conversationsI’m pretty much in love with interdisciplinary perspectives. Quite simply, this perspective allows for a variety ways or theories to understand a given phenomenon. By gazing at the curious object from a variety of angles and through a selection of lenses, one can get a better idea of the whole of the thing rather than just one narrow perspective.

When it comes to human beings, it’s particularly important. You need a physician to show you have everything in the body fits together and a biologist to explain how all the bodily systems work in unison. A variety of other professionals can also weigh in, including organic chemists, pathologists, anatomists, in order to help give us the whole picture. This would work pretty well on the physical level, but does that tell you what a human being is?

You might suggest we add a neurologist and the help of a PET and CAT scanner to get a better idea of the brain of the patient, and you’ll get that insight – but that still won’t give you much detail into that person’s actual mind. So, we bring on board a psychologist to help with that, and again we ask if that’s enough? No, not really. To really get in the head of that human being we may also need to bring on board a sociologist to help us understand their links to others, an anthropologist to help us understand their relationship to culture, and then a philosopher to help us understand their links to, well, the bigger things. I think you probably get the idea, and this analogy has now run itself to ground.

interdiscipline

Though I write mostly about psychoanalysis, I am actually an “integrative” psychotherapist, which means I’ve always believed that a whole variety of theories inform the meanings we make about our psychological environment. Sure, I have found that contemporary psychoanalytic perspectives can tell us a lot about our internal world, but at the same time, the cognitive behavioural tradition can still teach us a lot about consciousness and behaviour, while systemic theory helps us better understand how we operate in family and social systems. My perspective is that the more different kinds of minds you have looking at the same object of enquiry, the fuller (though of course more complex) idea you will have of that object.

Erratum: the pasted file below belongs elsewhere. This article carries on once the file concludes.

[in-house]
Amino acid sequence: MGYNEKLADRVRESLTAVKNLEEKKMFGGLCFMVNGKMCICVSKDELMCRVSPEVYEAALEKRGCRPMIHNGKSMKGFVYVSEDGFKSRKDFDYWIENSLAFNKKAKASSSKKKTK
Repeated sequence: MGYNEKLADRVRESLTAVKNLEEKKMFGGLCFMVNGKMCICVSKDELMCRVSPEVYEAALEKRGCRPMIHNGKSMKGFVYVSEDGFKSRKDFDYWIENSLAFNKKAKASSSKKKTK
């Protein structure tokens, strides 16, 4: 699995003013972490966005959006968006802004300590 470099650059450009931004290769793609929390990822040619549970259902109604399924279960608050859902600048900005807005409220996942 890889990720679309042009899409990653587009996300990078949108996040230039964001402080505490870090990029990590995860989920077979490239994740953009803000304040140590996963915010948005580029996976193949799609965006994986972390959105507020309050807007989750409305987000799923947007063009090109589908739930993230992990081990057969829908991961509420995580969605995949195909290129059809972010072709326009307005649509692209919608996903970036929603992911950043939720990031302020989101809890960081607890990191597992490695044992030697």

Last spring tinderI had the pleasure of working with the Josephine Shaw Partnership in a multi-disciplinary activity that was aimed at understanding what marketers call “The Tinderisation of Everyday Life.” In this exercise I met with an anthropologist, a semeotician, an anthropologist, an entrepreneur, a cultural strategist,shar and a brand strategist to try to understand, from each of our perspectives, this notion of “Tinderisation.” I ed my thoughts with you in this post

Now, the Josephine Shaw Partnership has put all of our thoughts together in this great document that is free to view for all. You can chat about it under the hashtag #dontswipeleft. Hope you enjoy!

[pdf-embedder url=”http://www.aaronbalick.com/news/wp-content/uploads/2015/09/Dont-Swipe-Left-The-Josephine-Shaw-Partnership.pdf”]

—-

More on the psychodynamics of online life in my book, The Psychodynamics of Social Networking: connected-up instantaneous culture and the self.

You may also wish to join my Author Page on Facebook to keep up with my latest blog posts, events, and news about psychology, social media, and technology.

—–